This publication offers a source-critical edition of Mozart’s fragmentary “Requiem” as well as an alternative to the traditional Süßmayr version. It makes it possible to perform 1) the fragment, identified in print in both the score and the parts, 2) the authentic sections left incomplete by Mozart, now in a stylistically appropriate orchestration, and 3) those sections missing entirely in the fragment, newly added in Mozart’s idiom taking into account historical additions by Süßmayr and Eybler.
When completing the fragment, the editor drew on comprehensive comparative and analytical studies of Mozart’s church style and compositional workmanship. The influence of Handel and Bach manifested in his final years, particularly in the “Requiem” fragment, is taken into account in those sections requiring completion or fresh composition.
At two points readers may choose between alternative movements (or sections), since proceeding from Süßmayr’s historical version, two divergent options cannot be weighed against each other but each one may well reflect Mozart’s intentions: the “Lacrimosa” may end with or without “Amen” fugue, and the “Sanctus” may begin in the customary D major or in D minor. Above all, this makes it possible to retain the B-flat major “Hosanna” from Süßmayr’s autograph, a movement which, until now, has not been appreciated as compositionally flawless.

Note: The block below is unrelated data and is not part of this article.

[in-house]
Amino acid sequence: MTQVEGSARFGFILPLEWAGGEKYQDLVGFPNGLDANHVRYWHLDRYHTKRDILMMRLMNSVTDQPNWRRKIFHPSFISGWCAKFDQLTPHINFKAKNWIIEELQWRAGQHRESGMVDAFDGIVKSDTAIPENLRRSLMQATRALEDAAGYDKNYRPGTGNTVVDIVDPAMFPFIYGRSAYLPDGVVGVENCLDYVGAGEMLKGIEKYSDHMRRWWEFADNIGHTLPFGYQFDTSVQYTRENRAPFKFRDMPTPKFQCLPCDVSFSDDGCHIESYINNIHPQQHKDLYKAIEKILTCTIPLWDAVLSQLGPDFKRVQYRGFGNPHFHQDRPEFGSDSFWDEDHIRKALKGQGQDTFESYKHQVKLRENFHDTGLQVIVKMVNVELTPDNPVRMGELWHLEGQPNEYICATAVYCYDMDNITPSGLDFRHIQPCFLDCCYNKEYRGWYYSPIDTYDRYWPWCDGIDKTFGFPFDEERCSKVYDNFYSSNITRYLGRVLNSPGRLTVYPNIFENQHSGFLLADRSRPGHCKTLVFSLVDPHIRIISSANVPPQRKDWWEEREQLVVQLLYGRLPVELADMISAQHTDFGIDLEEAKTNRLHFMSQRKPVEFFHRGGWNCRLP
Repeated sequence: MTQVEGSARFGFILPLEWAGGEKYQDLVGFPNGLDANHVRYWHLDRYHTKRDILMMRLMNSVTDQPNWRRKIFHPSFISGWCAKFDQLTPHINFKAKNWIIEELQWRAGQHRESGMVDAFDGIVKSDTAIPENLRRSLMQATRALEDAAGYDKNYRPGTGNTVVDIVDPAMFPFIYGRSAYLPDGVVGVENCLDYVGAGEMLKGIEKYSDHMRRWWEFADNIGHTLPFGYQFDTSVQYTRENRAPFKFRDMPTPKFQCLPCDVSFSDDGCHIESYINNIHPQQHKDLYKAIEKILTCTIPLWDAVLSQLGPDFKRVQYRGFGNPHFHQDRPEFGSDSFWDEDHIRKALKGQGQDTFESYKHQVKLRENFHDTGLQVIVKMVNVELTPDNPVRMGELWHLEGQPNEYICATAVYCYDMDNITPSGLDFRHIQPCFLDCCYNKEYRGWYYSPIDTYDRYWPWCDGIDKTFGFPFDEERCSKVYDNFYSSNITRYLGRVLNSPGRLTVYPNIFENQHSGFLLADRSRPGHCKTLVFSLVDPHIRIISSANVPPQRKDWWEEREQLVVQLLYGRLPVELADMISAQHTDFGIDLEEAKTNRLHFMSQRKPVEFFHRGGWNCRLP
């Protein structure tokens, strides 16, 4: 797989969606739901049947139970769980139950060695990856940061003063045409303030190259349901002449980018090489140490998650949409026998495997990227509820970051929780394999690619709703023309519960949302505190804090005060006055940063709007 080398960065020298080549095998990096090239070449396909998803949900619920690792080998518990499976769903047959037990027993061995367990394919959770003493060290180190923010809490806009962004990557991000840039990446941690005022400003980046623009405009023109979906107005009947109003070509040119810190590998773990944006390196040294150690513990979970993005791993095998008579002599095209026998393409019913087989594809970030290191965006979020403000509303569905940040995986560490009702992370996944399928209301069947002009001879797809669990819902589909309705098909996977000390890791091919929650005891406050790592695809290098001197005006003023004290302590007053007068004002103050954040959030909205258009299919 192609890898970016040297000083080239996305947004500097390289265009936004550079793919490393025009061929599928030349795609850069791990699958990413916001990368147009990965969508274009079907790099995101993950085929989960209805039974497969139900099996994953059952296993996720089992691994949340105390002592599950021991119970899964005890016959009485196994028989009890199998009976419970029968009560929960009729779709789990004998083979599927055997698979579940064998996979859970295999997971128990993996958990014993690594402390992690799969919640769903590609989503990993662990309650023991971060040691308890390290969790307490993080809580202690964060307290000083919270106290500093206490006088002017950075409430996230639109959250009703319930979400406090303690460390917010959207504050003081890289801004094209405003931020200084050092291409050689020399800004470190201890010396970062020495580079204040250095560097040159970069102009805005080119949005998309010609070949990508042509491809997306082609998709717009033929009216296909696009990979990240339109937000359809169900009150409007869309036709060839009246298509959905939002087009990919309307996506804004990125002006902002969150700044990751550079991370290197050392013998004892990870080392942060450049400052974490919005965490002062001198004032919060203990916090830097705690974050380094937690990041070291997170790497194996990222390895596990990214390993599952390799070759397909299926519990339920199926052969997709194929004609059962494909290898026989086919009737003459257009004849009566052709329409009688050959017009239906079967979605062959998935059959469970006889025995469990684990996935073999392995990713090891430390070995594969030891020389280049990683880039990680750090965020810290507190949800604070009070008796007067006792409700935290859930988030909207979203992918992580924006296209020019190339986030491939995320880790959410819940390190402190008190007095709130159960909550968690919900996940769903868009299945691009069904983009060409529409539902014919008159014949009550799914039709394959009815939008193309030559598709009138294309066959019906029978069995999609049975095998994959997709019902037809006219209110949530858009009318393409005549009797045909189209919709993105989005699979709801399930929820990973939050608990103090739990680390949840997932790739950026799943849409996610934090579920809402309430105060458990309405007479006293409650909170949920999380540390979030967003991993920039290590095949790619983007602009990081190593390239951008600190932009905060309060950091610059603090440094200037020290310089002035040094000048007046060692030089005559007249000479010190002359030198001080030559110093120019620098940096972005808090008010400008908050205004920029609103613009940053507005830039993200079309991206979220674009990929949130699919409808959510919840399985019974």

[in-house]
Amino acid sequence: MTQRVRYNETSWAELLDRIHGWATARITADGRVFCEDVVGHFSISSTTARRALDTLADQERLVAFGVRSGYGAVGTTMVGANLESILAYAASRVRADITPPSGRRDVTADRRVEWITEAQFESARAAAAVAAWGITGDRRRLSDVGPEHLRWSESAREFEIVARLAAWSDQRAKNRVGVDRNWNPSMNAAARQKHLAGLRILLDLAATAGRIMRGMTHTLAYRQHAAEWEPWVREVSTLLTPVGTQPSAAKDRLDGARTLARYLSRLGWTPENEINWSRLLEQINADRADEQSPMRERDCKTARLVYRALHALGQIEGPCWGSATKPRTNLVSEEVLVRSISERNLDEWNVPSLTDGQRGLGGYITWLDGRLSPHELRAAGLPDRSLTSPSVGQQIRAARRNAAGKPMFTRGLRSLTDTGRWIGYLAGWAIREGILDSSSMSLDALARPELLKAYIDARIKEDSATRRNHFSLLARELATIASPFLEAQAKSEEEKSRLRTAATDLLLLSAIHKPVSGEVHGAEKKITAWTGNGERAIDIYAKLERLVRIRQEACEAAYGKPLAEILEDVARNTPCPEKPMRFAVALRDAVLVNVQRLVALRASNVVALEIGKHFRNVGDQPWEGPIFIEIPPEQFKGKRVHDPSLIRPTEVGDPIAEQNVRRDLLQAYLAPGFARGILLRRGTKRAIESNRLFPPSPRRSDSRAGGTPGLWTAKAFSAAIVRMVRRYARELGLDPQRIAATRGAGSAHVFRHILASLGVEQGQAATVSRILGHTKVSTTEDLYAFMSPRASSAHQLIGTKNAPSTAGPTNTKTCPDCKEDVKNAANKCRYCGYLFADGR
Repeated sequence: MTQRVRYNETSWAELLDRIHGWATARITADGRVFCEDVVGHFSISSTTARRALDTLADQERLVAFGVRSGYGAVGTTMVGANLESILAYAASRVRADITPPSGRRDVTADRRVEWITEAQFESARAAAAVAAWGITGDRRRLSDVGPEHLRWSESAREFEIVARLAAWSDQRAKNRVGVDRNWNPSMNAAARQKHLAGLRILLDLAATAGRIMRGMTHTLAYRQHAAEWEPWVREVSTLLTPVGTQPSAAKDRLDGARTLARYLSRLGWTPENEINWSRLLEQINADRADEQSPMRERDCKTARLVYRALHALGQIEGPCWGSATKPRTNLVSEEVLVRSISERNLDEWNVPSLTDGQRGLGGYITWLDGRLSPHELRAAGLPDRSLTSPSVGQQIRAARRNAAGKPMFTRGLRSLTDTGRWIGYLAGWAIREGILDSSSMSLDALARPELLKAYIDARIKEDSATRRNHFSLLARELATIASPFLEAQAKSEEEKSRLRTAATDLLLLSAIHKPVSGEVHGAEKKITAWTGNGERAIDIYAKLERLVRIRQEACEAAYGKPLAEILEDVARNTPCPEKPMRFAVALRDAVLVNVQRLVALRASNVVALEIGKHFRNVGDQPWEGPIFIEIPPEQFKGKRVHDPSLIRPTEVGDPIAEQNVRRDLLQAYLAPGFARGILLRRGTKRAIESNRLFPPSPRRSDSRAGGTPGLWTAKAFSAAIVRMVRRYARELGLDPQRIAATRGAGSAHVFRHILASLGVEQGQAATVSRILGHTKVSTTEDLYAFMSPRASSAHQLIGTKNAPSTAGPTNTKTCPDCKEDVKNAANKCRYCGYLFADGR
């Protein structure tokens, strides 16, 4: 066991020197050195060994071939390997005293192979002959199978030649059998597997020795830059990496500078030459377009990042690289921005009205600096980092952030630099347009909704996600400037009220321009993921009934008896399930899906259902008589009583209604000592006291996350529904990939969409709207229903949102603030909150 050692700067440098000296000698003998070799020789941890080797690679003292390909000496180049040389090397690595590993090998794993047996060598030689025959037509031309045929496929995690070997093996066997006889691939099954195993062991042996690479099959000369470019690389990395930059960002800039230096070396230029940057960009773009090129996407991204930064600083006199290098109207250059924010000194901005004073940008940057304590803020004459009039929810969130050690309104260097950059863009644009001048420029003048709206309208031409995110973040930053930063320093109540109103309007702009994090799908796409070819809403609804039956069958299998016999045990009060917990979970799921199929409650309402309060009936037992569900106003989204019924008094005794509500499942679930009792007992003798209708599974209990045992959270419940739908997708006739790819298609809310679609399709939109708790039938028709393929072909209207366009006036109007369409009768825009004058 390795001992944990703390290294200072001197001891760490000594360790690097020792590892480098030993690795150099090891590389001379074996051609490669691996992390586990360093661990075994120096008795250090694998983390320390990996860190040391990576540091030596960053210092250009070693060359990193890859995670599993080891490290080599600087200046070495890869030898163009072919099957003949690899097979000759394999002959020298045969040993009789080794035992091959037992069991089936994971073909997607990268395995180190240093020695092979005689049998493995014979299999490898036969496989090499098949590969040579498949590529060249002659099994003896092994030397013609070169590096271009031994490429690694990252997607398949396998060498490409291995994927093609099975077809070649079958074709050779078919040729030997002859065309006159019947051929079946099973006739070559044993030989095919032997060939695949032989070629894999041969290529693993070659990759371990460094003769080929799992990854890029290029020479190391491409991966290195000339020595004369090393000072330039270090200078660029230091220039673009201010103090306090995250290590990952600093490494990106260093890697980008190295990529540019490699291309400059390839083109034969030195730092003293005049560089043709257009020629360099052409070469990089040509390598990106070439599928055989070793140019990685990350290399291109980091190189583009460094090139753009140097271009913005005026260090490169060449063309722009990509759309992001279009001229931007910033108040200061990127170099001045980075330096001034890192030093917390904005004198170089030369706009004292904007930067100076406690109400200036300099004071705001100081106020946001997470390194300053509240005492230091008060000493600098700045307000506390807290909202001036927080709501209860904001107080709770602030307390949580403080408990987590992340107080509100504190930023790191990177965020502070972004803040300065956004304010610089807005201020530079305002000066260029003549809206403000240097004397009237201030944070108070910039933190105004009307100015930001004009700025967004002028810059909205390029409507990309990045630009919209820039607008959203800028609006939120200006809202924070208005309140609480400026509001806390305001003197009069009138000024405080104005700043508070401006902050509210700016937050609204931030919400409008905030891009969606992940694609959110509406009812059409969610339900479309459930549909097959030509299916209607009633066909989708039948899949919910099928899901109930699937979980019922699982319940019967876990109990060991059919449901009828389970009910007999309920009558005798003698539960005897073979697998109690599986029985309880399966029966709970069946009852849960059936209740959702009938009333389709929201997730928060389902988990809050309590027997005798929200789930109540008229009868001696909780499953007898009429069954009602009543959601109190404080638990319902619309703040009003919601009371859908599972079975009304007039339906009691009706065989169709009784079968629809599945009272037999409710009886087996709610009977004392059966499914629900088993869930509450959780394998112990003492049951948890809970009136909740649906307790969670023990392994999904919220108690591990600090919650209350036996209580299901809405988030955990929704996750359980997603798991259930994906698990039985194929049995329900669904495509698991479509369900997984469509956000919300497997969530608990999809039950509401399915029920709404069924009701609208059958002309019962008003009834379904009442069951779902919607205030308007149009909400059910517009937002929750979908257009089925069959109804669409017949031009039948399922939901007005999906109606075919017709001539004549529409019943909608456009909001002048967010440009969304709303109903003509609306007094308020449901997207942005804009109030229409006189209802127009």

- Scholarly-critical edition of the “Requiem” fragment
- With performance material for presentation of
- the fragment,
- a version with completions of the authentic Mozart sections or
- a full completion consistent with Mozart’s musical idiom
- Missing sections were completed by drawing from other fragmentary sacred works by Mozart
- Added or completed sections incorporate influences from Bach and Handel already detectable in the fragment
- Alternative performance options for the “Lacrimosa”, “Sanctus” and “Benedictus”
- Easy-to-play piano reduction
- Extensive foreword (Ger/Eng) on the work’s history, reception and modern completions, with analytical stylistic critique
- Detailed Critical Commentary (Eng), partly available on the Bärenreiter website
- Tried and tested on many occasions, e.g. at Harvard University, the Rheingau Music Festival, the Monadnock Music Festival (New Hampshire), in Salt Lake City (Utah), as well as in radio broadcasts (NDR, SWR, WDR) and CD recordings with Concerto Köln, Chorwerk Ruhr and Florian Helgath (“Le Disque classique du jour” from francemusique.fr and three nominations for Opus Klassik 2021 in the categories “Ensemble”, “Choral Recording” and “Editorial Achievement”)